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8 Tips to Get Success in Your First Interview

People waiting for an interview

Guest contributed by Susan Saurel

First round interviews help employers select a smaller pool of most qualified candidates for their open job positions.

For this reason, they’re typically less thorough than the second or third interview rounds. Still, your job of preparing for the first interview isn’t any easier. Your goal is always to make a terrific impression and to perfectly convey why you are the best fit for the job they’re trying to fill. Good, solid preparation is key to success, so here are our tips on how to make sure you always bring your A-game:

1. Do Your Homework. Know Who You Talk to

Not knowing enough about the company you’re interviewing for is one of the biggest mistakes you can make in a job interview. Company research is a critical part of the preparation process.

Start with the company’s website; study their About page, their mission and top executives; get to know their products and services; and read current press releases to stay up to date with what’s going on in the company now. You can also “google” the company, check their blogs, social media, and read reviews from clients, current and former employees to get a feel of “who” the company is and how you can embody a similar personality during the interview.

2. Identify Your Strengths and Weaknesses for this Particular Role

Take time to analyze the job posting, the in-depth position description, the required set of skills, knowledge, professional and personal qualities that the employer considers critical for success at the workplace. Then, do your best to answer the question “Why am I the perfect fit for this job?”. Identify the unique qualities about you, including your expertise, relevant certificates and professional qualifications, as well as specific examples for when you’ve gone above and beyond to solve a problem, or accomplish what no one else has managed to do.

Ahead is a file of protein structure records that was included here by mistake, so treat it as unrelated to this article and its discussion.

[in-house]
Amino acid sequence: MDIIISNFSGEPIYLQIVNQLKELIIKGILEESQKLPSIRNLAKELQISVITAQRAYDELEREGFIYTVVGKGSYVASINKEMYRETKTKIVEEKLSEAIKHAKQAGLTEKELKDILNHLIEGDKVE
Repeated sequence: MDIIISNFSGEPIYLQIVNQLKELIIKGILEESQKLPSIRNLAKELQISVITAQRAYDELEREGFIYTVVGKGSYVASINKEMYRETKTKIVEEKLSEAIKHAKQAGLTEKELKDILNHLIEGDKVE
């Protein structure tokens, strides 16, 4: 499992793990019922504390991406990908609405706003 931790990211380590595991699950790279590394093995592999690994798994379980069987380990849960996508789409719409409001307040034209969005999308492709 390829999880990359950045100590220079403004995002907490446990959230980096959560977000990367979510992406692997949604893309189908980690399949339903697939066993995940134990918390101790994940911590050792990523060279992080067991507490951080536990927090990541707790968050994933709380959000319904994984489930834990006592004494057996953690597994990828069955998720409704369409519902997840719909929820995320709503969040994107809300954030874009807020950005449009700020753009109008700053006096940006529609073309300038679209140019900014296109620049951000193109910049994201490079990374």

3. Google Yourself

Great resumes and cover letters are at the tip of your fingers with the help of cheap writing services. But that’s not enough these days. Employers are also interested in your online personal brand.

Find out ahead what Google says about you, and make sure to manage and optimize your appearance online so it won’t hold you back from that dream job you want. If there’s anything negative about you that you cannot fix, you’ll be able to have a ready response that clarifies employers’ concerns. Try not to get too defensive though, but simply respond and move on to the next question.

4. Prepare Answers to The Most Common Interview Questions

Industry giants like Google, Bain & Co., and Amazon, are known for surprising their applicants with unusual and confusing interview questions. However, most of the other companies will generally stick to their lists of common questions, like the dreading “Can you tell me a little about yourself?”, “What do you consider to be your greatest strength, and weakness?”, and “Why do you think you will be a good fit for this position?”.

Prepare good answers to a list of most likely questions. The “tell me about yourself” part is just a warm-up, so don’t waste your best points on it; just briefly cover your early years, education, work history, and most recent career experience. When you talk about your weaknesses you want to have a positive twist to it. Mention something you struggle with but work on improving, like taking on leadership roles to tackle the fear of public speaking.